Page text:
Leukemia’s Surroundings Key to its Growth
Researchers at The University of Texas at Austin have discovered that a type of cancer found primarily in children can grow only when signaled to do so by other nearby cells that are noncancerous.
Common Cell Transformed into Master Heart Cell
By genetically reprogramming the most common type of cell in mammalian connective tissue, researchers at the University of Wisconsin—Madison have generated master heart cells — primitive progenitors that form the developing heart.
‘Smelling’ Prostate Cancer
A research team from the University of Liverpool and the University of the West of England (UWE Bristol) has reached an important milestone towards creating a urine diagnostic test for prostate cancer that could mean that invasive diagnostic procedures that men currently undergo eventually become a thing of the past.
Genetic Mutation that Prevents Diabetes Complications
The most significant complications of diabetes include diabetic retinal disease, or retinopathy, and diabetic kidney disease, or nephropathy. Both involve damaged capillaries.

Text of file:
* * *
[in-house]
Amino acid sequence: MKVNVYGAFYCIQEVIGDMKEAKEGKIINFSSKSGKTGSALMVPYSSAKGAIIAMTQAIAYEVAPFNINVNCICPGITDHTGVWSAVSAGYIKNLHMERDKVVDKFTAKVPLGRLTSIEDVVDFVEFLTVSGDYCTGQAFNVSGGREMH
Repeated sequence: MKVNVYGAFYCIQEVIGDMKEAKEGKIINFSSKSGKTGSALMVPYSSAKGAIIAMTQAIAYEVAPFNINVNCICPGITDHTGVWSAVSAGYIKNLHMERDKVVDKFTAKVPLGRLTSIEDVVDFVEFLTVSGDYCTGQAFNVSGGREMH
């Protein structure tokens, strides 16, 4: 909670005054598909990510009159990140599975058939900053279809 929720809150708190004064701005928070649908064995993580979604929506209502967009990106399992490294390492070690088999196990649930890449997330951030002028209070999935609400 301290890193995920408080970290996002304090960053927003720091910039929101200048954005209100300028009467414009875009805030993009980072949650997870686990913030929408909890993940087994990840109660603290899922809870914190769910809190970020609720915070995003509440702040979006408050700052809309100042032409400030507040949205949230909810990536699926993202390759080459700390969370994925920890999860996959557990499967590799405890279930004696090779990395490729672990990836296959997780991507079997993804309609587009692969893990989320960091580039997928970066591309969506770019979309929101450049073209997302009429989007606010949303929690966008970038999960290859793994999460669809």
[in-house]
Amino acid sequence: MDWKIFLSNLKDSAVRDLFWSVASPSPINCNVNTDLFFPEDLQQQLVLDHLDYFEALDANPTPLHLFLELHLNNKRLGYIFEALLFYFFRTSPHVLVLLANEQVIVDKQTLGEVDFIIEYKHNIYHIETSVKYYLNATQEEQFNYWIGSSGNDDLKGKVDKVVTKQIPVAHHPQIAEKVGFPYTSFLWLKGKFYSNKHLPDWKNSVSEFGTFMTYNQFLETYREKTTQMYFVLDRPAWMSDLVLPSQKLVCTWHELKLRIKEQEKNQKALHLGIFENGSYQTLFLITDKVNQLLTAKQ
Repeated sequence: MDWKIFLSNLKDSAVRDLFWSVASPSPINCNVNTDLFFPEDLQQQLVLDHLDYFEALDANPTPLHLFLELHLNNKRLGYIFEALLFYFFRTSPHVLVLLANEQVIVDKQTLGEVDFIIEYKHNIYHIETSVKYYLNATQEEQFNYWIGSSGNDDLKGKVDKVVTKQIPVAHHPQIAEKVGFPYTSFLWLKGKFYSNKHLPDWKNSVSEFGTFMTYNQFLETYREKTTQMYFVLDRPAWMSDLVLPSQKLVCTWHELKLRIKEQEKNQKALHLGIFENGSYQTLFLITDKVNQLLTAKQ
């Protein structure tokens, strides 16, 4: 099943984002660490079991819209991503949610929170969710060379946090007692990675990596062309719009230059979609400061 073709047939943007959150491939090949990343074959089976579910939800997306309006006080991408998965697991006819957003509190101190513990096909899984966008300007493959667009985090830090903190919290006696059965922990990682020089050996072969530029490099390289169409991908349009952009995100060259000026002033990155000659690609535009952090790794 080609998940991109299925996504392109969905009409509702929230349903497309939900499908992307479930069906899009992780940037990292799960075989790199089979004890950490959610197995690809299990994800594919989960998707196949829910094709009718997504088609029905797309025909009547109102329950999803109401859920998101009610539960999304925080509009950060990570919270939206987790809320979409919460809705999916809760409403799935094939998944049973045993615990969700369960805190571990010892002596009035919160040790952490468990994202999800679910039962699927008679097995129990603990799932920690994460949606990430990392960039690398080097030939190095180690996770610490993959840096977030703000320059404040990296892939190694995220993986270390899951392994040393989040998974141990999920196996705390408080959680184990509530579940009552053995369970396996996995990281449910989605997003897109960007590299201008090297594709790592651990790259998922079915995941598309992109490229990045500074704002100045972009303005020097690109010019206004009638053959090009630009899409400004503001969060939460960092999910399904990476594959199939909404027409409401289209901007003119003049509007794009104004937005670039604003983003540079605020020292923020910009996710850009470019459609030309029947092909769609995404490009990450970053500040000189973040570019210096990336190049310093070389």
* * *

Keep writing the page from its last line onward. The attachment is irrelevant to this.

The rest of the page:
A Crystal Clear View of Biomolecules
Fundamental discovery triggers paradigm shift in crystallography.
Could the Food we Eat Affect Our Genes?
Almost all of our genes may be influenced by the food we eat, according to new research.
NIH Seeks Research Applications to Study Zika in Pregnancy, Developing Fetus
Institute has announced that the new effort seeks to understand virus effect on reproduction and child development.
Iron in the Blood Could Cause Cell Damage
Concentrations of iron similar to those delivered through standard treatments can trigger DNA damage within 10 minutes, when given to cells in the laboratory.
Neanderthal DNA Influences Human Disease Risk
Large-scale, evolutionary analysis compares genetic data alongside electronic health records.